1.
And here I thought I was fighting a war, trapped inside my head all day. How everything seems microscopic when faced with the world at large.

2.
The alert arrived at the newsroom around four in the afternoon. I got out of bed an hour later, not knowing. At six, words run in a loop on the screen. I am typing at my desk, tapping on my phone, knowing I’m not doing enough.

3.
Asking what the world has come to is like asking why water is wet. But my chest feels heavy just the same, and the question falls from my lips all the same.

“I reason, Earth is short…” (301)
Emily Dickinson

I reason, Earth is short —
And Anguish — absolute —
And many hurt,
But, what of that?

I reason, we could die —
The best Vitality
Cannot excel Decay,
But, what of that?

I reason that in Heaven —
Somehow, it will be even —
Some new Equation, given —
But, what of that?

This is from The Complete Poems of Emily Dickinson, edited by Thomas H. Johnson, published by Little, Brown & Company, 1960.

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Why I am no good at the stage, why I always feel like running away, and when I am ready to do so I try very hard to remember all my friends who choose to sit in the quiet with someone like me.

Once I sat at a round table full with famous elbows. I felt so very little, so very unnecessary. And so glad—because I can stand up and walk away, and I did.

I’m Nobody! Who are you? (288)
Emily Dickinson

I’m Nobody! Who are you?
Are you — Nobody — Too?
Then there’s a pair of us!
Don’t tell! they’d advertise — you know!

How dreary — to be — Somebody!
How public — like a Frog —
To tell one’s name — the livelong June —
To an admiring Bog!

This is from The Complete Poems of Emily Dickinson, edited by Thomas H. Johnson, published by Little, Brown & Company, 1960.

Feeling a bit lazy on a Monday afternoon. Yesterday I went out with two lovely friends and had the most wonderful time. We watched a play, Shakespeare in Hollywood, and I enjoyed it immensely. I haven’t seen any plays in awhile, and I’m glad I went to this one. What else was yesterday about? In no particular order: white Toblerone with wasabi cake, plagiarism, living in a commune, coffee, book hunting, Elizabeth Bishop and Robert Lowell, suicide, digital cameras, guys with facial hair, ladies who lunch, tropical fruit shakes, Palawan, R., freelancing, pest control, Irish christening gowns, leaving an extra tip for a cute waiter, walking around Makati, bass players, construction workers, pizza topped with arugula and truffle oil, A., Paul Auster and Siri Hustvedt, helping a reporter out, and more.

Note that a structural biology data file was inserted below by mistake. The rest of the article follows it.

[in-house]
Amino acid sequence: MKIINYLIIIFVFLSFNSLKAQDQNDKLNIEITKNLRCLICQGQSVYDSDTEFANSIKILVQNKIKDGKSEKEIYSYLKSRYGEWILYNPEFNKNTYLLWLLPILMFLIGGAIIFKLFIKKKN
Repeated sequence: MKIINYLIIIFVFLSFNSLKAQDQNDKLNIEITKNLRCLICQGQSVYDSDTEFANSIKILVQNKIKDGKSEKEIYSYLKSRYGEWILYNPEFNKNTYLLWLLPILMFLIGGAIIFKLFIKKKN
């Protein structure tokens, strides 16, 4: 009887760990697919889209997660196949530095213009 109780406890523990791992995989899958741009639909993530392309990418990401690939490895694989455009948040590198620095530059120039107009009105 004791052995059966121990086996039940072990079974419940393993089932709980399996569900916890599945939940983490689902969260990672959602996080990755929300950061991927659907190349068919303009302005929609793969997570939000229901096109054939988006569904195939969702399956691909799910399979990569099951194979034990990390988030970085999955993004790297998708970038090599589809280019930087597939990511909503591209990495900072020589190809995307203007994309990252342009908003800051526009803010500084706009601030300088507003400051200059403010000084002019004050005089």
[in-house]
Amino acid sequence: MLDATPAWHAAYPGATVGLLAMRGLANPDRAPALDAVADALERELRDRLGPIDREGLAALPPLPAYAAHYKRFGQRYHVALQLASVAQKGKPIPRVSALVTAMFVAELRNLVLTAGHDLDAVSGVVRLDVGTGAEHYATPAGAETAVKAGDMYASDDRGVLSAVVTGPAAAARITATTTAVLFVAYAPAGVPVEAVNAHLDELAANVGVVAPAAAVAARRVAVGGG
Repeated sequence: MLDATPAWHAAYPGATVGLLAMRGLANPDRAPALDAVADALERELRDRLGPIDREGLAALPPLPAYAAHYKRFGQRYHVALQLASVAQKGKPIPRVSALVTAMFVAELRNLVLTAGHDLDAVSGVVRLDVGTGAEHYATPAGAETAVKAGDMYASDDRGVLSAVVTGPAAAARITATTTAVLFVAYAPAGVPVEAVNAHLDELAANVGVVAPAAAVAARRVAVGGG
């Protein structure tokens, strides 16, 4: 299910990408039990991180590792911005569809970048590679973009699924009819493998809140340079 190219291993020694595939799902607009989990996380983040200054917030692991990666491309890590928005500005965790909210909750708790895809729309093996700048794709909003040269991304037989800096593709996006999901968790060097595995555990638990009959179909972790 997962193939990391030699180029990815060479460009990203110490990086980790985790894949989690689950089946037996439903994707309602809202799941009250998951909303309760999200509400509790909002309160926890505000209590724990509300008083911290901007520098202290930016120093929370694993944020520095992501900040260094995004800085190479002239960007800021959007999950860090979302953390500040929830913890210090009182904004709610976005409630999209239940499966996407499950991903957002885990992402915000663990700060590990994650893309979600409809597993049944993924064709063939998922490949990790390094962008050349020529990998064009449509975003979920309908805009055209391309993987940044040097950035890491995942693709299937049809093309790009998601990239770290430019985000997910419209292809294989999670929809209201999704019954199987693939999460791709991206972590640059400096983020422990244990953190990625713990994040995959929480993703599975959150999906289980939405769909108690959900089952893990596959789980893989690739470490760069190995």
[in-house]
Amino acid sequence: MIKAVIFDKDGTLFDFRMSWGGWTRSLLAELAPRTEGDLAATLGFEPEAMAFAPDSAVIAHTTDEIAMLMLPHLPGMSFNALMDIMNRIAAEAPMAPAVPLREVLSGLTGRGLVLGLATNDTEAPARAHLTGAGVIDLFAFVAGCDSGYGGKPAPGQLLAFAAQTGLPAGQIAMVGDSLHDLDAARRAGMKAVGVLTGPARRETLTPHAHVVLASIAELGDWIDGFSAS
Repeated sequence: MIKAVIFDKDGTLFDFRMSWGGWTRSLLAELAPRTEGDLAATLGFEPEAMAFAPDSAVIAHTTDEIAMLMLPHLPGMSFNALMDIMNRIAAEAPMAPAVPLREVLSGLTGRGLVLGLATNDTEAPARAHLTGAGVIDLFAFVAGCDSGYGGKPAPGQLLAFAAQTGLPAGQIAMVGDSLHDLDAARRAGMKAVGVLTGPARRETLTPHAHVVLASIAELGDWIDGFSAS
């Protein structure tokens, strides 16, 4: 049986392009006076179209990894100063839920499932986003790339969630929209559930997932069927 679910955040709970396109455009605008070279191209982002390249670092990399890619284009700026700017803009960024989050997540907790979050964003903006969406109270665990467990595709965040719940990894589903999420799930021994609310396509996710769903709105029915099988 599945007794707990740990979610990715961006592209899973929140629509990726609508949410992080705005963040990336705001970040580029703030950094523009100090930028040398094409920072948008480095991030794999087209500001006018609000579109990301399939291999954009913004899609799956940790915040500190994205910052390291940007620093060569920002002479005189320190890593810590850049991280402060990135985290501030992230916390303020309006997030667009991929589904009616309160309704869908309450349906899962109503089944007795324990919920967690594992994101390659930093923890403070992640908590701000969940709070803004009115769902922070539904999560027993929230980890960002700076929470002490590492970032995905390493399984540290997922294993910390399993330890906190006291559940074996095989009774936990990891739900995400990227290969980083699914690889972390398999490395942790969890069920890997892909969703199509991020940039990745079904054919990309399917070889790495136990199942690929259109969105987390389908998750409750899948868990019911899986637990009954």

Sometimes I can’t believe these two picked me as their friend. I feel so lucky.

“It’s all I have to bring today…” (26)
Emily Dickinson

It’s all I have to bring today —
This, and my heart beside —
This, and my heart, and all the fields —
And all the meadows wide —
Be sure you count — should I forget
Some one the sum could tell —
This, and my heart, and all the Bees
Which in the Clover dwell.

This is from The Complete Poems of Emily Dickinson, edited by Thomas H. Johnson, published by Little, Brown & Company, 1960.

Found this at the library the other day. Wow.

“I felt a Funeral, in my Brain…” (280)
Emily Dickinson

I felt a Funeral in my Brain,
And Mourners, to and fro,
Kept treading — treading — till it seemed
That Sense was breaking through —

And when they all were seated,
A Service, like a Drum —
Kept beating — beating — till I thought
My Mind was going numb —

And then I heard them lift a Box
And creak across my Soul
With those same Boots of Lead, again,
Then Space — began to toll

As all the Heavens were a Bell,
And Being, but an Ear,
And I, and Silence, some strange Race
Wrecked, solitary, here —

And then a Plank in Reason, broke,
And I dropped down, and down —
And hit a World, at every plunge,
And Finished knowing — then —

This is from The Complete Poems of Emily Dickinson, edited by Thomas H. Johnson, published by Little, Brown & Company, 1960.